Reading Time: 4 minutes

Pak Alex2
Alexander Rusli, CEO Indosat

Inside Investor met with Alexander Rusli, CEO of Indonesia’s mobile network operator Indosat, to discuss how its shareholder Qatar Telecom (recently rebranded as Ooredoo) has impacted Indosat’s business and its potential role in the Middle East, as well as to get an update on Indosat’s current growth and innovation plans within Indonesia.

Q: What has changed since Qatar Telecom has become your shareholder?

A: Previously from Qtel acquiring a majority stake in Indosat, we had Singapore Telecommunication Technologies, or STT, as a largest shareholder, and they were very different compared to the Qataris. But there has also been a structural change in the industry. Middle East shareholders tend to be more bottom-line oriented, and of course it relates to having less attachment within the region. The Singaporeans of course were much more sensitive towards the relationship between Singapore and Indonesia and how the ownership actually reflects upon them, whereas QTel has less of an issue in this respect.

Q: All your subsidiaries will now be refurnished under the new brand name?

A: Well, now there is going to be a rebranding activity but we also realize that Indosat brand itself has strong brand awareness in Indonesia and this will be our key consideration too.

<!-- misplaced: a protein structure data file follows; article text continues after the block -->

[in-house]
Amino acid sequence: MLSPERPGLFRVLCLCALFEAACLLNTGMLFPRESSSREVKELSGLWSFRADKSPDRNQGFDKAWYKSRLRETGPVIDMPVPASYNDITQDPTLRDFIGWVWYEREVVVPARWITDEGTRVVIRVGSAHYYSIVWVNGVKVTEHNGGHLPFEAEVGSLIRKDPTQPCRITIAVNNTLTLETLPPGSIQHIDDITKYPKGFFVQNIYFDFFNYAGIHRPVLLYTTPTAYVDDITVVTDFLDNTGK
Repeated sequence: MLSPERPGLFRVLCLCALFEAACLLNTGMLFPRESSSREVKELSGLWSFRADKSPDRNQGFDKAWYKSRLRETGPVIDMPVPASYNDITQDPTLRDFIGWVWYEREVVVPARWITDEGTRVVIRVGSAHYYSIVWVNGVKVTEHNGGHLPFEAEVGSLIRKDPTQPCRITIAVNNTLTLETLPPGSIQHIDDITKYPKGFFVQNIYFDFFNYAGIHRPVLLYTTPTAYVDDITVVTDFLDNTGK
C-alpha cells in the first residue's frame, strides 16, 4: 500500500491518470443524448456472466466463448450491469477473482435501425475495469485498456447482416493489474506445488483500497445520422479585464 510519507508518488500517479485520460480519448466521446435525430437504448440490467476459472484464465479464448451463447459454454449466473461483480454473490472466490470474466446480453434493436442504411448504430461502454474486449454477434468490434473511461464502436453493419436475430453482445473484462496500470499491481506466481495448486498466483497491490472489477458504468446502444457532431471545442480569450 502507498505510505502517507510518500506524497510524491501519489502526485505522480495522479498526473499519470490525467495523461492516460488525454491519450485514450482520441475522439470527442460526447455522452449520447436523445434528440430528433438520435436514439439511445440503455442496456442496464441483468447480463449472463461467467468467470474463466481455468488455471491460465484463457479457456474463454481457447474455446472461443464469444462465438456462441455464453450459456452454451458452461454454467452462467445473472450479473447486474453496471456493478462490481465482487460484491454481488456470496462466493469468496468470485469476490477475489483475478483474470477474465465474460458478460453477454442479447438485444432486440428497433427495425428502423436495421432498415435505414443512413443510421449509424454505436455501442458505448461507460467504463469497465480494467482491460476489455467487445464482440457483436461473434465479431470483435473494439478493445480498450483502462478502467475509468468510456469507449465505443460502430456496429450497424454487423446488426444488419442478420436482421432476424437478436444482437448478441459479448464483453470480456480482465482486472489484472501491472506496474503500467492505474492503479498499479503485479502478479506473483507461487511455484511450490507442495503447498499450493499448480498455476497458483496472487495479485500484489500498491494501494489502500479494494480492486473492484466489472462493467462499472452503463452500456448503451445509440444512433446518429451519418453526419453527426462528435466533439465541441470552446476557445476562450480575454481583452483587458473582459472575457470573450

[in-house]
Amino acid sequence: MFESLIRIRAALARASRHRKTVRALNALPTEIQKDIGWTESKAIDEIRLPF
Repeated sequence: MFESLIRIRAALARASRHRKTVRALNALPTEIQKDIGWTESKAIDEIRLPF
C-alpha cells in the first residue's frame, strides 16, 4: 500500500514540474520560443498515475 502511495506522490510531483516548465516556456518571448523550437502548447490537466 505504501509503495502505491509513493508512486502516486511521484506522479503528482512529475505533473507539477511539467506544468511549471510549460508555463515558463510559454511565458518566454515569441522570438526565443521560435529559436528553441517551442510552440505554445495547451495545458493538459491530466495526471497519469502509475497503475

Q: How is the competitive environment in Indonesia?

A: The country is a nine operators market, whereas others just have two or three operators at the most and competition isn’t anywhere close to what it is here. I do not believe that this will change in the foreseeable future

Q: Where does the majority of your customers come from?

A: In the consumer market, we are almost entirely a prepaid provider. It makes 98 to 99 per cent of our customers, and most of them are the youth.

Q: Are there any new innovations that you have recently implemented?

A: Well, a lot of our customers are potential data users or 3G customers, so what we are doing now is actually adding more capacity to provide better 3G services. We have launched Indosat Super WiFi – a seamless wifi service – to enhance customers experience in data space where the customers can use internet speed up to 20Mbps. Not to mention our network modernisation of 3G900 where customers will experience better coverage and speed in their mobility, again, in data space.  Meanwhile, we also refreshed our Mentari brand which will focus to give more services for smartphone users. We also increase more bundling services with mobile devices such as the recent launches of Iphone 5 and Blackberry Z10.

Q: Do you provide corporate packages?

A: Yes we do. Indosat has been very well known for addressing the corporate market. We have launched Indosat Cloud – first cloud based services in Indonesia – last year. We also have been addressing the SME segment for some time now.  In terms of growth, the SME and corporate market is much more vibrant than the consumer market.

Q: Are foreign companies coming to Indonesia using Indosat?

A: Yes, because we are traditionally known to be the leader in the corporate market, so when they arrive their aspiration is to use Indosat. Even though there is competition we have managed to stay on top and continue to attract new foreign companies.